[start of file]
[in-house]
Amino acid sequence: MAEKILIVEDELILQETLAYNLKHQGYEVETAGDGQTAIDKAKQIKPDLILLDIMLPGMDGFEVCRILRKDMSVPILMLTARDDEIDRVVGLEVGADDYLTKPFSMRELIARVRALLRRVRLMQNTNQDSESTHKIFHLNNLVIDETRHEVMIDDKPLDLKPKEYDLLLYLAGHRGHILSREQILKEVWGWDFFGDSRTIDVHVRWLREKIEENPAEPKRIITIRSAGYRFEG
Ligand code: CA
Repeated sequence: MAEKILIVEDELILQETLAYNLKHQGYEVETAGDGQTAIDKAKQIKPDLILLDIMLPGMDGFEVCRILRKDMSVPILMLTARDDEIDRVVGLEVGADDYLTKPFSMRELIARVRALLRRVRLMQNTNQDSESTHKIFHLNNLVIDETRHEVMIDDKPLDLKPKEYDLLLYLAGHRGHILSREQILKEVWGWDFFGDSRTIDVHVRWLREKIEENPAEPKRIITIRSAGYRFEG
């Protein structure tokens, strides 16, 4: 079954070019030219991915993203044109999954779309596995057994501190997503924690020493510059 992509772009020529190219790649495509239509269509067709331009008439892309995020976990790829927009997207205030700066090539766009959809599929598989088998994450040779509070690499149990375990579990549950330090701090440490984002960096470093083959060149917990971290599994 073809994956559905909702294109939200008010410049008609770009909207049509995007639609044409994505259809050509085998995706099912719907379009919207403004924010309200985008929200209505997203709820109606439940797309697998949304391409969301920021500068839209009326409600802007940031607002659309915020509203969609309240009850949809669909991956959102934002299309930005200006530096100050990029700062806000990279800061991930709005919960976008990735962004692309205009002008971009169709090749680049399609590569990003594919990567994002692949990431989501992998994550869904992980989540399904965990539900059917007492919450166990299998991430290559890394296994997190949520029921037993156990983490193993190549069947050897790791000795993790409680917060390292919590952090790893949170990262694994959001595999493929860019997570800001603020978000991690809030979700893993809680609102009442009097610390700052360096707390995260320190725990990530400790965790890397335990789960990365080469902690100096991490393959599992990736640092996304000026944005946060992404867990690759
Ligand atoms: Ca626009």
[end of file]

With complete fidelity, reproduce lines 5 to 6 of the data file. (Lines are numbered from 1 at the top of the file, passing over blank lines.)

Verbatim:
């Protein structure tokens, strides 16, 4: 079954070019030219991915993203044109999954779309596995057994501190997503924690020493510059 992509772009020529190219790649495509239509269509067709331009008439892309995020976990790829927009997207205030700066090539766009959809599929598989088998994450040779509070690499149990375990579990549950330090701090440490984002960096470093083959060149917990971290599994 073809994956559905909702294109939200008010410049008609770009909207049509995007639609044409994505259809050509085998995706099912719907379009919207403004924010309200985008929200209505997203709820109606439940797309697998949304391409969301920021500068839209009326409600802007940031607002659309915020509203969609309240009850949809669909991956959102934002299309930005200006530096100050990029700062806000990279800061991930709005919960976008990735962004692309205009002008971009169709090749680049399609590569990003594919990567994002692949990431989501992998994550869904992980989540399904965990539900059917007492919450166990299998991430290559890394296994997190949520029921037993156990983490193993190549069947050897790791000795993790409680917060390292919590952090790893949170990262694994959001595999493929860019997570800001603020978000991690809030979700893993809680609102009442009097610390700052360096707390995260320190725990990530400790965790890397335990789960990365080469902690100096991490393959599992990736640092996304000026944005946060992404867990690759
Ligand atoms: Ca626009």